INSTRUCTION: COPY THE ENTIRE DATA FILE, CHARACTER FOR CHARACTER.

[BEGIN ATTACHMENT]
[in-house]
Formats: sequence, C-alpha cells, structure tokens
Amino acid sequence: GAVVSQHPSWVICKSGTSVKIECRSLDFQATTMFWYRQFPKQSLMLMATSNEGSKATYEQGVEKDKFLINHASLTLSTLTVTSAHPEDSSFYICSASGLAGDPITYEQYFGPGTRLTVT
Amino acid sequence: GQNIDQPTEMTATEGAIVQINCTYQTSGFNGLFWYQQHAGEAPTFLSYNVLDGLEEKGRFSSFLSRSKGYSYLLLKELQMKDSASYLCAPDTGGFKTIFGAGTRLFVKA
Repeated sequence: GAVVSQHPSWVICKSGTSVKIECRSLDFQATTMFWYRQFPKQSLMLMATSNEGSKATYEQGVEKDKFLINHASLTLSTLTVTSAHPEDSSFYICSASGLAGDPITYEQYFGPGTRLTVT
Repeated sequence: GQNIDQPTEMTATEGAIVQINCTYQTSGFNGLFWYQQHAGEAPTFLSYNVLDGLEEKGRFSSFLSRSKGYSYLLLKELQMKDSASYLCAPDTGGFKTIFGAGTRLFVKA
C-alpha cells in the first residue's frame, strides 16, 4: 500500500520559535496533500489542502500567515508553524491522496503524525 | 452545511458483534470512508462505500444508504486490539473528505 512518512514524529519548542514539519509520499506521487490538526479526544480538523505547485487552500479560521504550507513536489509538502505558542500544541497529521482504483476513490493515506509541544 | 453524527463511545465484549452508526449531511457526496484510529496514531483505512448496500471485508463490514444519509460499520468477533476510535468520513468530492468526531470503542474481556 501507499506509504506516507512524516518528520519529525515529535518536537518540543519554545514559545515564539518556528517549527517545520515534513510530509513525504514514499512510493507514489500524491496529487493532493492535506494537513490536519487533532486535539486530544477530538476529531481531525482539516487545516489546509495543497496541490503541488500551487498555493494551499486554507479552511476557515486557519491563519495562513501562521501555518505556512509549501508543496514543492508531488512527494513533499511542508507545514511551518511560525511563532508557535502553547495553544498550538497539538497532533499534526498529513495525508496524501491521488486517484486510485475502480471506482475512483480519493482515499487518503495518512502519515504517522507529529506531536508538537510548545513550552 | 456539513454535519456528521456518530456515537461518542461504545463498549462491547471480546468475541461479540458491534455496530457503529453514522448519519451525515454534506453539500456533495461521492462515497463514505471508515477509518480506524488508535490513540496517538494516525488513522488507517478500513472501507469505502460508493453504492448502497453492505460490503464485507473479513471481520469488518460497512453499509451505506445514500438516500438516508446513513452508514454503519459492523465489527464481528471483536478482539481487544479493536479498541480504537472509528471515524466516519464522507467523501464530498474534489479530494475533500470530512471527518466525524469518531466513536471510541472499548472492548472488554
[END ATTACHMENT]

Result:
[in-house]
Formats: sequence, C-alpha cells, structure tokens
Amino acid sequence: GAVVSQHPSWVICKSGTSVKIECRSLDFQATTMFWYRQFPKQSLMLMATSNEGSKATYEQGVEKDKFLINHASLTLSTLTVTSAHPEDSSFYICSASGLAGDPITYEQYFGPGTRLTVT
Amino acid sequence: GQNIDQPTEMTATEGAIVQINCTYQTSGFNGLFWYQQHAGEAPTFLSYNVLDGLEEKGRFSSFLSRSKGYSYLLLKELQMKDSASYLCAPDTGGFKTIFGAGTRLFVKA
Repeated sequence: GAVVSQHPSWVICKSGTSVKIECRSLDFQATTMFWYRQFPKQSLMLMATSNEGSKATYEQGVEKDKFLINHASLTLSTLTVTSAHPEDSSFYICSASGLAGDPITYEQYFGPGTRLTVT
Repeated sequence: GQNIDQPTEMTATEGAIVQINCTYQTSGFNGLFWYQQHAGEAPTFLSYNVLDGLEEKGRFSSFLSRSKGYSYLLLKELQMKDSASYLCAPDTGGFKTIFGAGTRLFVKA
C-alpha cells in the first residue's frame, strides 16, 4: 500500500520559535496533500489542502500567515508553524491522496503524525 | 452545511458483534470512508462505500444508504486490539473528505 512518512514524529519548542514539519509520499506521487490538526479526544480538523505547485487552500479560521504550507513536489509538502505558542500544541497529521482504483476513490493515506509541544 | 453524527463511545465484549452508526449531511457526496484510529496514531483505512448496500471485508463490514444519509460499520468477533476510535468520513468530492468526531470503542474481556 501507499506509504506516507512524516518528520519529525515529535518536537518540543519554545514559545515564539518556528517549527517545520515534513510530509513525504514514499512510493507514489500524491496529487493532493492535506494537513490536519487533532486535539486530544477530538476529531481531525482539516487545516489546509495543497496541490503541488500551487498555493494551499486554507479552511476557515486557519491563519495562513501562521501555518505556512509549501508543496514543492508531488512527494513533499511542508507545514511551518511560525511563532508557535502553547495553544498550538497539538497532533499534526498529513495525508496524501491521488486517484486510485475502480471506482475512483480519493482515499487518503495518512502519515504517522507529529506531536508538537510548545513550552 | 456539513454535519456528521456518530456515537461518542461504545463498549462491547471480546468475541461479540458491534455496530457503529453514522448519519451525515454534506453539500456533495461521492462515497463514505471508515477509518480506524488508535490513540496517538494516525488513522488507517478500513472501507469505502460508493453504492448502497453492505460490503464485507473479513471481520469488518460497512453499509451505506445514500438516500438516508446513513452508514454503519459492523465489527464481528471483536478482539481487544479493536479498541480504537472509528471515524466516519464522507467523501464530498474534489479530494475533500470530512471527518466525524469518531466513536471510541472499548472492548472488554